Free Market

Another Education Ranking Shows Money Isn’t Everything


As Our Schools Now begins collecting signatures around the state, yet another ranking was released this week showing that Utah’s education system is not dead last (as is commonly portrayed by those who suggest more taxpayer money is the answer).

WalletHub’s “Best and Worst States for Teachers” ranked Utah #11 in the country. This goes along with Utah receiving high marks in dual language immersion, digital education, science education, and the list goes on. Just yesterday, an update on Advanced Placement testing in Utah showed that high school students are taking and passing these at an ever increasing rate. Many of these tests are used as college credit for graduating high schoolers.

All of this comes at the same time as Utah Senate President Niederhauser’s remarks about a potential deal with Our Schools Now next legislative session. “We’re so far apart on what they want and what we can give. Even for us to come to the middle, it would be a very hard time getting there.”

And he’s absolutely right, because as Our Schools Now has said previously, “Even 750 million [dollars] isn’t enough to solve the problems that we’re in.” In other words, no matter how much taxpayer money the Utah Legislature gives to the school system, it will never be enough—not only because funding has very little correlation to student outcomes, but because Utah’s $15+ billion budget looks very much like a leaky sieve when it comes to K-12 education spending. As the state adds taxpayer money to the general and education funds, a lot of it is siphoned off to transportation and higher education.

Utah doesn’t have a lack of funding problem, it has a budget prioritization problem. That is why, in the end, this tax increase initiative will do little to help teachers, as we explained in this op-ed published last month. If Our Schools Now wants to move Utah up from #11 to the #1 state for teachers, then they should advocate for budget reform and education choice—not another tax increase band-aid.

  • 1mom1voice

    Wow, Michael. Did you even read the WalletHub article? The whole point of it, for Utah, is that, in SPITE of being 50th in funding and 50th in student-per-teacher ratio, somehow Utah’s teachers have managed to keep us from being 50th in quality of school system. That position went to New Mexico. Kudos to our teachers! They are miracle workers really, inspiring kids to be national leaders in AP scores, as per the article. Not a fan of our legislative leaders who seem to have no vision of what Utah teachers could do for our kids if given the proper funding —and respect. — You claim Utahns are being taxed ad nauseum, but why is school funding BELOW the levels they were 10 years ago? I noticed your subtle dig at “government schools.” They are neighborhood schools that belong to and are governed by the community. The “choice schools” you suggest as an alternative — well, building and maintaining parallel school systems is the most expensive “fix” to our education problems that I can think of. They don’t produce a better outcome. And, strangely, they want more money.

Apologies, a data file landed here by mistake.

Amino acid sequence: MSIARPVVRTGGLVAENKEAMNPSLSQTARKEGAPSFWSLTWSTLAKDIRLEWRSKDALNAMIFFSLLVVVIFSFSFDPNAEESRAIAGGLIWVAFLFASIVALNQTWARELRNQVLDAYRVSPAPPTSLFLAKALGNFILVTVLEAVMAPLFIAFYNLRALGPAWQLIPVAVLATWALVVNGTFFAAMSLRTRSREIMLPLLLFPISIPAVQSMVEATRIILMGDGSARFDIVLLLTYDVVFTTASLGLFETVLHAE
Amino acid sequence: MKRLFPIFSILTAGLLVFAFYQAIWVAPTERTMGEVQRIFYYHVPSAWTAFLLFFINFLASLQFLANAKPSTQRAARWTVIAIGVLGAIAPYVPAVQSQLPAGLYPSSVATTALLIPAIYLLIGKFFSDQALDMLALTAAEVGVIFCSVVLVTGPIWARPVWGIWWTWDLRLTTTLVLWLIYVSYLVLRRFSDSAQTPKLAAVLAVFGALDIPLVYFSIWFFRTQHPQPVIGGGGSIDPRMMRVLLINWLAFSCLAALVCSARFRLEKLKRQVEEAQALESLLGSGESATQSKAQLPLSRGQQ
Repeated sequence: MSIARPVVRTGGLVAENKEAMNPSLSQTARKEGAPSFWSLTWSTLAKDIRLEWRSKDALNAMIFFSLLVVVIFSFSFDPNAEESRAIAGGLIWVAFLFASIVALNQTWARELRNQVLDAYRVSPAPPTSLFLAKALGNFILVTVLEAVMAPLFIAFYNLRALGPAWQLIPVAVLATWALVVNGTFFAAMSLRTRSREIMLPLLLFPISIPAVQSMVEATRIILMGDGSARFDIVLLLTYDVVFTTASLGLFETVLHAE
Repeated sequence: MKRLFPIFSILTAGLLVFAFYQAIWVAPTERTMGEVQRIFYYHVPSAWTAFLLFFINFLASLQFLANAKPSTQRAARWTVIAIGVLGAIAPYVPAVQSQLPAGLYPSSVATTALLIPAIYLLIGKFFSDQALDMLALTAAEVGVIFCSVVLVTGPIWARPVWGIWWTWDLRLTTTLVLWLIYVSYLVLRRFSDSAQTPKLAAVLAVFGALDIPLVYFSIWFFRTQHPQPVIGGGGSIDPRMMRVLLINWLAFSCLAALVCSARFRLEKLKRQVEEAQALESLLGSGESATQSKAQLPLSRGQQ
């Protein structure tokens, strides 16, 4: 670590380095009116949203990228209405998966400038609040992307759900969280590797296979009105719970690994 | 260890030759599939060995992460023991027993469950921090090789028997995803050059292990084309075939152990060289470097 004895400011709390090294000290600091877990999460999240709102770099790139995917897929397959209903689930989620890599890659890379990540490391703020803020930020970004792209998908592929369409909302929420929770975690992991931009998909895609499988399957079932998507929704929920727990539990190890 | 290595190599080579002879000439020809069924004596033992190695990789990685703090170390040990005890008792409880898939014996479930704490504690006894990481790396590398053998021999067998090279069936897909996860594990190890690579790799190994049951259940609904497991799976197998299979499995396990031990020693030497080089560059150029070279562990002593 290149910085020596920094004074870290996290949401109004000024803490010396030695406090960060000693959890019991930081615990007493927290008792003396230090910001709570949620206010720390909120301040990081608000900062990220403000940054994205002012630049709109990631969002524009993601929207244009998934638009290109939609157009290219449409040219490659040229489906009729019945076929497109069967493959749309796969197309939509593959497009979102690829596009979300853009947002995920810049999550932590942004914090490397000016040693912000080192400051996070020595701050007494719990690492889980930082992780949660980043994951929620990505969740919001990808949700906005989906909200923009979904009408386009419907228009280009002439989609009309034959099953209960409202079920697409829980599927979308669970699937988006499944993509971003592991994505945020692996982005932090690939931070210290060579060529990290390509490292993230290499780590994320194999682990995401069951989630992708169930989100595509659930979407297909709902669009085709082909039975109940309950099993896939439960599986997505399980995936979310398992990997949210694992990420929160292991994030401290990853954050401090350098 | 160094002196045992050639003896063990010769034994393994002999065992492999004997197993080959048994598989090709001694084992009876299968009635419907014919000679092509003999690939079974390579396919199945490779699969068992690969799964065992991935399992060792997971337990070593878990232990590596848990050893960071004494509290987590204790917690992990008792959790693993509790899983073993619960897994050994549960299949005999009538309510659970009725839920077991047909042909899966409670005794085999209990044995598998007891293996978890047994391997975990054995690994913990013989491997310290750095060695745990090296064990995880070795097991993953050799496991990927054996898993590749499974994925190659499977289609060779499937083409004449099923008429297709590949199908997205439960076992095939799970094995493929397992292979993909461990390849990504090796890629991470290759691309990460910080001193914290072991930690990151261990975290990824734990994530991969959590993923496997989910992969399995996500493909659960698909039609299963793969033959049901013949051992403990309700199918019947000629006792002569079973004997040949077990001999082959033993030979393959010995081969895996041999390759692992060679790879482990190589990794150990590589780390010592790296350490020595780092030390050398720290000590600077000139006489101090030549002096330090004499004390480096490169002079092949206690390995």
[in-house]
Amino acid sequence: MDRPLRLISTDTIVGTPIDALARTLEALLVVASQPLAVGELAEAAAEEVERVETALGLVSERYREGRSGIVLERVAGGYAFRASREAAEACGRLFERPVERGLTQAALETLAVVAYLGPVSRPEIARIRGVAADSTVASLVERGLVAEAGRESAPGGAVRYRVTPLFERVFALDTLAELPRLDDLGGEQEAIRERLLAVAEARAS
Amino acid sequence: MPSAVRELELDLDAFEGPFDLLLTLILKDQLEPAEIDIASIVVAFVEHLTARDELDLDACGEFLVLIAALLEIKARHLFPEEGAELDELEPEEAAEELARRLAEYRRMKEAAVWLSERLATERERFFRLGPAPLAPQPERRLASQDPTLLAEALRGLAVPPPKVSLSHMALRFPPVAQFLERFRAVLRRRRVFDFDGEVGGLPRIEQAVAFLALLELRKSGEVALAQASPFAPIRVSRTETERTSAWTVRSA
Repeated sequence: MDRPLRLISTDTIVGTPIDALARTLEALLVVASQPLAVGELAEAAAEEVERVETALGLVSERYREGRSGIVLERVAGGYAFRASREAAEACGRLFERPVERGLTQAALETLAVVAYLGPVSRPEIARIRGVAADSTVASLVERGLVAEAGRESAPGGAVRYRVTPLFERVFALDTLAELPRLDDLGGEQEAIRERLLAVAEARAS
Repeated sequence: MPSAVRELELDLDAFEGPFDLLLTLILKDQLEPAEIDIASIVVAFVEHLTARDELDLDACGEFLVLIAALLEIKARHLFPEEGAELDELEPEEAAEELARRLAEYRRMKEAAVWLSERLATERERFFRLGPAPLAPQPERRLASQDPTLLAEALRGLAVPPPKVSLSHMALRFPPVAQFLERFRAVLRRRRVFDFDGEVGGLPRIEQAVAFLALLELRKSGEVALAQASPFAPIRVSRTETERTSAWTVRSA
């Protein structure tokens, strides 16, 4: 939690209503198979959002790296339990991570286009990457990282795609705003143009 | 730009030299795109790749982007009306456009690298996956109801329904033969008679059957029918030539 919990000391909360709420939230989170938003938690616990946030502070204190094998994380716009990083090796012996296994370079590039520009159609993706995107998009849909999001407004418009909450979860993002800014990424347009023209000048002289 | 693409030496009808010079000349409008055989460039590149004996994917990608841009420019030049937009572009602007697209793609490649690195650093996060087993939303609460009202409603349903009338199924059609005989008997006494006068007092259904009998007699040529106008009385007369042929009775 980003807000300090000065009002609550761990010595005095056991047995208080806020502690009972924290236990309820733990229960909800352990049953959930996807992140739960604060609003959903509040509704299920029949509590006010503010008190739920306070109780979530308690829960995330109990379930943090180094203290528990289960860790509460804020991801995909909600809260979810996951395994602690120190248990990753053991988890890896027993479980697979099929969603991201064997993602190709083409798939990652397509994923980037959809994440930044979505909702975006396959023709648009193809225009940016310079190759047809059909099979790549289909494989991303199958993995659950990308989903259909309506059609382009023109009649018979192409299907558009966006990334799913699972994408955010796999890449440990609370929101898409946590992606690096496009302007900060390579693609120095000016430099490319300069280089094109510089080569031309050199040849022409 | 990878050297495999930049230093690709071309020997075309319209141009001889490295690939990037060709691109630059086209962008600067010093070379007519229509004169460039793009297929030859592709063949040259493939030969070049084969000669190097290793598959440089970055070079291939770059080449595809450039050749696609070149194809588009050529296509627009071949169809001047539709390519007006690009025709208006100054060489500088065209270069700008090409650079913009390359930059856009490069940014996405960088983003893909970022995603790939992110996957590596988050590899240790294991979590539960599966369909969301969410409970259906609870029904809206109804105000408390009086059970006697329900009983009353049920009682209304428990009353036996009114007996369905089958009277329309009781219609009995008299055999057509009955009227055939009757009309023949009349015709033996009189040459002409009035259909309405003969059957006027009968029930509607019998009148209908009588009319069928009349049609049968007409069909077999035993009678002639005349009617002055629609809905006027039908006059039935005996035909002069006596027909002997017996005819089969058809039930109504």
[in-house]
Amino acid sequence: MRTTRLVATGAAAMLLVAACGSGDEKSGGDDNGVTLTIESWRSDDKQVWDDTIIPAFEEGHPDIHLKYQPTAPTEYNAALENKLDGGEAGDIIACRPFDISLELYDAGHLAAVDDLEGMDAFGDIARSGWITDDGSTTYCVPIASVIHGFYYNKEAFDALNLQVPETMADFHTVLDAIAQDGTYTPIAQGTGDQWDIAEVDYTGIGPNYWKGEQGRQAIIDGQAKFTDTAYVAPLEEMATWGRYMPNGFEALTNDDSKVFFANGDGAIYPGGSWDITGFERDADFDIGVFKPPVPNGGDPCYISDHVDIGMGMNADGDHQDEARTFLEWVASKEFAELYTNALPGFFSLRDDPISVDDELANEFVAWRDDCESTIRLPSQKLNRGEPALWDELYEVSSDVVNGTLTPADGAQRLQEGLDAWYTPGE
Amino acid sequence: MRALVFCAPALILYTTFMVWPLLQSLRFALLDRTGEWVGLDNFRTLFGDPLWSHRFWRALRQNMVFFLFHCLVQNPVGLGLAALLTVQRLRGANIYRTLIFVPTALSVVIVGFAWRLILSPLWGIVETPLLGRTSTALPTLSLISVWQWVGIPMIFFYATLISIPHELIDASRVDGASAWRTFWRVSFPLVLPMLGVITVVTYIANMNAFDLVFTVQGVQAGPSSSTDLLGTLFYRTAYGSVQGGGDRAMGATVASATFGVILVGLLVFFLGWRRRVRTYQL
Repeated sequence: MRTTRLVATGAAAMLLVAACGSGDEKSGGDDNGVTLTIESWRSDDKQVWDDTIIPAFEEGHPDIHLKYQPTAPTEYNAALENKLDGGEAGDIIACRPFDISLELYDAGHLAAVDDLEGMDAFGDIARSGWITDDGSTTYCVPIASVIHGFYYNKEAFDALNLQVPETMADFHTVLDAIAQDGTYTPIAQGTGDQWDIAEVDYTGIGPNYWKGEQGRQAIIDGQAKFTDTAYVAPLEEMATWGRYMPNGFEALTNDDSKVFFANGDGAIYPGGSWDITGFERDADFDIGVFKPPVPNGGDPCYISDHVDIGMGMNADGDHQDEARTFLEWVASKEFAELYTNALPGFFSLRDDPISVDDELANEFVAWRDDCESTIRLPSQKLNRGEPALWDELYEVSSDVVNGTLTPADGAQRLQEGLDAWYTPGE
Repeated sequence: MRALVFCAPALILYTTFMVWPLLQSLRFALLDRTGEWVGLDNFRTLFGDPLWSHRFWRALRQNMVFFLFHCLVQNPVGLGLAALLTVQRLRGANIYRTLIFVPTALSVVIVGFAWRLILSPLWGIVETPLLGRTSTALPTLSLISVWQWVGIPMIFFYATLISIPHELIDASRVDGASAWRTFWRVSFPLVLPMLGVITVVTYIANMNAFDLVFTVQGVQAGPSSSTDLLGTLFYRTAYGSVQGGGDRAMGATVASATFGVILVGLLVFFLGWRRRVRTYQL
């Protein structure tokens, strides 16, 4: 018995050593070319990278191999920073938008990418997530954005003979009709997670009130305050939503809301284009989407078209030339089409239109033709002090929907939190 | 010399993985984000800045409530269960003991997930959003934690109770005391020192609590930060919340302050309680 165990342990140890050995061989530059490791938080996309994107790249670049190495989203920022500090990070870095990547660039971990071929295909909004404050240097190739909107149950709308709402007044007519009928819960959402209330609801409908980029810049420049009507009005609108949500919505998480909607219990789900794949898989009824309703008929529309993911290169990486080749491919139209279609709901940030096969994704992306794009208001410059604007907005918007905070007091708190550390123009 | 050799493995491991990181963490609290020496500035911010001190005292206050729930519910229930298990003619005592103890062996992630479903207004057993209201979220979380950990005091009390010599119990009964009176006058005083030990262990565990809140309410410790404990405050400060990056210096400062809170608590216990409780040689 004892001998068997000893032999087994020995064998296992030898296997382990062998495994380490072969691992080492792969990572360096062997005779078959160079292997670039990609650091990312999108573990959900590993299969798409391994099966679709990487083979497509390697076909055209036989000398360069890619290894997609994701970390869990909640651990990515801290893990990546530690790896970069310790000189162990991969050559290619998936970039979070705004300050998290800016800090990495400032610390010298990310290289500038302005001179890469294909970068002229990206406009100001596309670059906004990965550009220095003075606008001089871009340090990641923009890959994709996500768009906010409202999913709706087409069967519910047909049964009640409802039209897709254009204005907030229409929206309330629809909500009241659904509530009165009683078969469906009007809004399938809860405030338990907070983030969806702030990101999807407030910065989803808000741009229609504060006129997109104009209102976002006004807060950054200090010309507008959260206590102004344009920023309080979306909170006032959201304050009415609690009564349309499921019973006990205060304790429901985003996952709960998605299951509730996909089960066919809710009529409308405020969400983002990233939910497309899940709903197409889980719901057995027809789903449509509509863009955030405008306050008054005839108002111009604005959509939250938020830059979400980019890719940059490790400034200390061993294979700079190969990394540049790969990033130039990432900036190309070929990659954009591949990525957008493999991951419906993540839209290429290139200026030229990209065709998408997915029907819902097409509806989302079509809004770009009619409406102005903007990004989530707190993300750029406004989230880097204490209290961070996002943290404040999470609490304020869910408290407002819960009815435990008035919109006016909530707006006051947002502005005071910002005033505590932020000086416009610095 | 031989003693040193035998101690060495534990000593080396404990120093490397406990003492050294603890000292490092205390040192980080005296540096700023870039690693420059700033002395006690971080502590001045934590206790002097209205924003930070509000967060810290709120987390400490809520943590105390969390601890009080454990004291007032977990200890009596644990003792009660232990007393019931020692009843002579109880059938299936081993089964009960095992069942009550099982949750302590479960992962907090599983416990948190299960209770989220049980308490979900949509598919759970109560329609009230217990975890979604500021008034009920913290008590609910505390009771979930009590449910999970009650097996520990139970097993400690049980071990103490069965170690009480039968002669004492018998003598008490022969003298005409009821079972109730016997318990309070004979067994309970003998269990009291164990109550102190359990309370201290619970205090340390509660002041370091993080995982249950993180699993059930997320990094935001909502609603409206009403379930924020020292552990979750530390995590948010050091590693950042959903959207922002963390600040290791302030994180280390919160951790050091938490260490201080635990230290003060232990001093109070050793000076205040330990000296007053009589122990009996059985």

• zosomm_90

      Did you even read my article? I explained why school funding is below the levels they were 10 years ago. I also explained why this tax increase would hardly benefit teachers and how if education funding is truly a concern, what needs to be done to increase teacher pay. Lastly, education choice allows private citizens to supplement tax dollars with their own money, which ends up increasing the overall funding pool. And good luck convincing everyone that a one-size fits all school system is the best way to educate our children.

    • tw15

      Wait, it’s 50th in per student spending and that’s because we’re 50th in students per educator. It doesn’t tell us where we are on annual salaries. That’s a huge difference. It’s great that our teachers are able to help so many students. Most of them do a magnificent job and should be paid more. There’s nothing, that I could find, to guarantee a salary increase or even to maintain the current salary, regardless of how many tax increases we have.

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